The Deadly Necklace.
The current issue of the New Yorker has a fascinating story about Richard Lancelyn Green
, a preeminent Arthur Conan Doyle/Sherlock Holmes scholar
who died under mysterious circumstances
in March. At the time of his death, Green had been looking into the provinence of an archive
of Conan Doyle’s papers
[reprint of a NYTimes article], which he believed (perhaps wrongly)
had been stolen, and he'd hinted that there had been threats to his life. Soon afterward, he was found garroted by a shoelace in his room. The magazine does not provide the article online, but does offer this Q&A
with the author. I cannot recommend it highly enough, but to get you started while you're still at work, here's some more about Green's death from a Holmes message board
; a discussion of the curse of Conan Doyle
, which holds that Holmes scholars can meet an untimely end; and info on Doyle's belief
in the supernatural
posted by owenville
on Dec 9, 2004 -
Is Alex Ross Trying Too Hard To Be Eclectic?
It's a great article but, imho, a few false notes are struck here and there. Can you love classical and popular music at the same time? Classical types always like the same popular stuff (Dylan and Pink Floyd, of course) and popular types always like the same classical stuff (Wagner, Puccini, Mahler) but somehow the suspicion remains that one's heart can't be in two places at once. There's something ingratiating and icky about attempts to pretend "it's all music". It isn't, is it? Also, God forgive me, 20 is way
too late to start listening to Pop.
posted by MiguelCardoso
on Feb 20, 2004 -
on now at the Whitney Museum, gathers conversational snippets from thousands of chat rooms and bulletin boards, structures them according to word counts, common phrases and other criteria and then displays them on a grid of more than 200 small rectangular electronic screens. Last week's New Yorker admired the resulting "found poems": "Duct tape and plastic for the White House duct tape, and water in the bathtub, eheh hmmm...."
posted by capiscum
on Mar 11, 2003 -
of the Egyptian Zawahiri's Islamic Jihad and the Saudi Osama bin Laden's Al Qaeda in 2001, based on the foundation of Qutb's book "Milestones", provide outlet for those who have no other way of expressing their objections to the authoritarian regimes of the countries they live in, and the reach of American power in the Middle East.
posted by semmi
on Sep 17, 2002 -
is the most natural of phenomena, in that every presence begets an absence. It's just the way things work. Yet absence is at the root of all of the hardest things we have to face deaths, breakups, any kind of separation."
posted by semmi
on Sep 8, 2002 -
"Babe Ruth and I were teammates on the Yankees—and lovers, too
. It was no big deal back then. After Sunday games were over, lots of players and writers would come by our little flat in the Morrisania section of the Bronx for one of Babe's famous bean dinners. I also remember the evening when Babe, wearing his familiar pink housecoat, turned out a nice catfish stew for Commissioner Kenesaw Mountain Landis. Everyone in baseball knew how it was with me and Babe. After the company had gone home and we'd done the dishes, he would lie in my arms and I'd whisper, 'You are my bambino.'"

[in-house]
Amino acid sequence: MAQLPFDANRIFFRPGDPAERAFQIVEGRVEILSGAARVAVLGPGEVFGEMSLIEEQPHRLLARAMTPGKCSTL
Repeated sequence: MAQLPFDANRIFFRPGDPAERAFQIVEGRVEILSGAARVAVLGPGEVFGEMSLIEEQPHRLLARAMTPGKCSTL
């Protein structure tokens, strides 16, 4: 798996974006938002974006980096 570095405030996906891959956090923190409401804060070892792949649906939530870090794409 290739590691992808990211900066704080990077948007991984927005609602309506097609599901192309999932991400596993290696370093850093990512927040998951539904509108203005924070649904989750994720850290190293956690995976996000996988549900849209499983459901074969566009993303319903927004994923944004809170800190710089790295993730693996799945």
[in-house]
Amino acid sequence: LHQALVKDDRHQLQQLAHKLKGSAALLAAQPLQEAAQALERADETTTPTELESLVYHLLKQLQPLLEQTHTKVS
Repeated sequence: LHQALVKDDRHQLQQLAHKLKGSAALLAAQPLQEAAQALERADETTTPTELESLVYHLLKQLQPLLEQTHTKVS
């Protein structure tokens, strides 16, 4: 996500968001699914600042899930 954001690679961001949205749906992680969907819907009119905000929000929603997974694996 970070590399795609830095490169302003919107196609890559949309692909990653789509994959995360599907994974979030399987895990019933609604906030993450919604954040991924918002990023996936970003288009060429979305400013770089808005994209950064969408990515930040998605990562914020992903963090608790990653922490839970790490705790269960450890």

posted by semmi
on Jun 30, 2002 -
"When a male polar bear and a human are face to face, there occurs a brief kind of magic: an intense, visceral connection between man and beast whose poignancy and import cannot be expressed in mere words. Then he rips your arms off.
It's rare for someone to pull off morbid and hilarious at the same time. Here's an example.
posted by Su
on May 16, 2002 -
"The title of my talk tonight is How to Conquer Stupidity, which is actually a pretty stupid thing to attempt. For me, anyway. One, it's not possible. Two, maybe it's not even desirable. That's probably the premise of all of my work, that I embrace my stupidity wholeheartedly and celebrate it, as often as I can."
And you can too, here
posted by semmi
on May 9, 2002 -
The Next World Order.
A fascinating article suggesting that the new guiding principle of American foreign policy, originally formulated by Cheney and Wolfowitz during the first Bush administration, is the prevention of the rise of any other great power which could rival the U.S.
posted by homunculus
on Mar 27, 2002 -
The most sensible take I've seen
on Enron and Bush. Once all the fuss has died down—Congress is currently planning ten separate inquiries—two good things will probably have come out of the Enron mess. Companies will no longer be allowed to use their pension programs to treat their employees as an especially loyal and malleable class of shareholder; instead, pension funds will have to be diversified. And accounting firms will no longer be allowed to act as paid consultants to the companies they audit, as Arthur Andersen did with Enron. New Yorker
link, no registration required.
posted by jfuller
on Jan 23, 2002 -
Nick Hornby reviews the Billboard Top Ten.
Quote: We have been told often enough that to disapprove of gangsta rap is pointless, middle class, and smug, like disapproving of modern urban life itself. Nevertheless, one is entitled to feel queasy about the enthusiasm for and endorsement of the gangsta life audible on "The Saga Continues . . ."
posted by acridrabbit
on Aug 21, 2001 -
put up a link to the New Yorker article
that mentions himself, Meg, Pyra, EV, etc. It also mentions MetaFilter and myself. I find this funny in a way, all of of these people that never would have known anything about each other are all interconnected. Why? Because Ev and Meg started Pyra. Because I read an article about the original Pyra app. Which led me to Blogger. Which led to Ev, Meg, Pb, MetaFilter... whcih led to Kottke, Haughey, etc. Ahhh the good old days
posted by monkeyboy
on Nov 21, 2000 -